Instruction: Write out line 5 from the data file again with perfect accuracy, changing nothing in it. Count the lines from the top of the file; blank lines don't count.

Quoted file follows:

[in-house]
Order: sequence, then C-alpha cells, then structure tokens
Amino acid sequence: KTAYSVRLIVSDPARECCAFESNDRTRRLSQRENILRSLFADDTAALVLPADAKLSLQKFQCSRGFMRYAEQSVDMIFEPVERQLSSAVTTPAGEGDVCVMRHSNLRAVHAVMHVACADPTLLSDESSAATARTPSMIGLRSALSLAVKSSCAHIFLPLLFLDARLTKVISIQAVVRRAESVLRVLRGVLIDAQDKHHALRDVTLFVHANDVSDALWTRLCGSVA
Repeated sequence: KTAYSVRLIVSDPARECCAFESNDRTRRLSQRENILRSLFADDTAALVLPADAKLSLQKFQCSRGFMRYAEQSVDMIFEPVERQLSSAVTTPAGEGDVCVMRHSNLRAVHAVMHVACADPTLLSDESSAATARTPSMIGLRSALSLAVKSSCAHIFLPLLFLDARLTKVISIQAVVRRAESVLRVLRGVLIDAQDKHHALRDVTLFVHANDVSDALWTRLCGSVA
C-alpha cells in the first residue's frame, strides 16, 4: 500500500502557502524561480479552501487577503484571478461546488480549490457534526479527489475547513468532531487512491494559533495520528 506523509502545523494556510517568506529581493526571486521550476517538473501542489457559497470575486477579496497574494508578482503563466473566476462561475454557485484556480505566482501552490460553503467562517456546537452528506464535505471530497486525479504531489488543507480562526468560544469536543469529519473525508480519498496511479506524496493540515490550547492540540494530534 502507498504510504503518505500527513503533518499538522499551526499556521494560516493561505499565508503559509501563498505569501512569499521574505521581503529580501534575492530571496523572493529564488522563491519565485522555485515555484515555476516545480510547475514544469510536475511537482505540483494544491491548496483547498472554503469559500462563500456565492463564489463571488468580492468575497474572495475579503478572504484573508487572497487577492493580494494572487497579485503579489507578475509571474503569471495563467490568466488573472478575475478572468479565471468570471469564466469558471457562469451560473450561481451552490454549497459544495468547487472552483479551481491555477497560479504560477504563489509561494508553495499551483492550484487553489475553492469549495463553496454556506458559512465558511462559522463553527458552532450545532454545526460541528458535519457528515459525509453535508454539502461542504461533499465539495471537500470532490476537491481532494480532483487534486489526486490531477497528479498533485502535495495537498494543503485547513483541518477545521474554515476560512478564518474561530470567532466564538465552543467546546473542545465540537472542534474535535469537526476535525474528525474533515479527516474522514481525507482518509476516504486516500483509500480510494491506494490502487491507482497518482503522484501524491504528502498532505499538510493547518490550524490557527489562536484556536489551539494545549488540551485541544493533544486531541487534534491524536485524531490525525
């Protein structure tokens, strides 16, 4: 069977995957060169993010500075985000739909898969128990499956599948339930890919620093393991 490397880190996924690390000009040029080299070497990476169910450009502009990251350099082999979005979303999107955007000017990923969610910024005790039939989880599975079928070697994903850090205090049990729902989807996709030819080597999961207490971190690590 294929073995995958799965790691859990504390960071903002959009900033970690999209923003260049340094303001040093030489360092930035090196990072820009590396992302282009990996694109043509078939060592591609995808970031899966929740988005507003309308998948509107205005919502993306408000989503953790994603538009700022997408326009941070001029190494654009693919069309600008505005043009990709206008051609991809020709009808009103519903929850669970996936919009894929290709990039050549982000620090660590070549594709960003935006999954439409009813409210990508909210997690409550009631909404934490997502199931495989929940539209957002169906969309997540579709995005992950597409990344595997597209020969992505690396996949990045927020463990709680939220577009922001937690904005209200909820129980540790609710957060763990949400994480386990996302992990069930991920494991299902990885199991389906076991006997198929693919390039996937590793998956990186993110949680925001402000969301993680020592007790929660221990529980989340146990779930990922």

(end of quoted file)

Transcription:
C-alpha cells in the first residue's frame, strides 16, 4: 500500500502557502524561480479552501487577503484571478461546488480549490457534526479527489475547513468532531487512491494559533495520528 506523509502545523494556510517568506529581493526571486521550476517538473501542489457559497470575486477579496497574494508578482503563466473566476462561475454557485484556480505566482501552490460553503467562517456546537452528506464535505471530497486525479504531489488543507480562526468560544469536543469529519473525508480519498496511479506524496493540515490550547492540540494530534 502507498504510504503518505500527513503533518499538522499551526499556521494560516493561505499565508503559509501563498505569501512569499521574505521581503529580501534575492530571496523572493529564488522563491519565485522555485515555484515555476516545480510547475514544469510536475511537482505540483494544491491548496483547498472554503469559500462563500456565492463564489463571488468580492468575497474572495475579503478572504484573508487572497487577492493580494494572487497579485503579489507578475509571474503569471495563467490568466488573472478575475478572468479565471468570471469564466469558471457562469451560473450561481451552490454549497459544495468547487472552483479551481491555477497560479504560477504563489509561494508553495499551483492550484487553489475553492469549495463553496454556506458559512465558511462559522463553527458552532450545532454545526460541528458535519457528515459525509453535508454539502461542504461533499465539495471537500470532490476537491481532494480532483487534486489526486490531477497528479498533485502535495495537498494543503485547513483541518477545521474554515476560512478564518474561530470567532466564538465552543467546546473542545465540537472542534474535535469537526476535525474528525474533515479527516474522514481525507482518509476516504486516500483509500480510494491506494490502487491507482497518482503522484501524491504528502498532505499538510493547518490550524490557527489562536484556536489551539494545549488540551485541544493533544486531541487534534491524536485524531490525525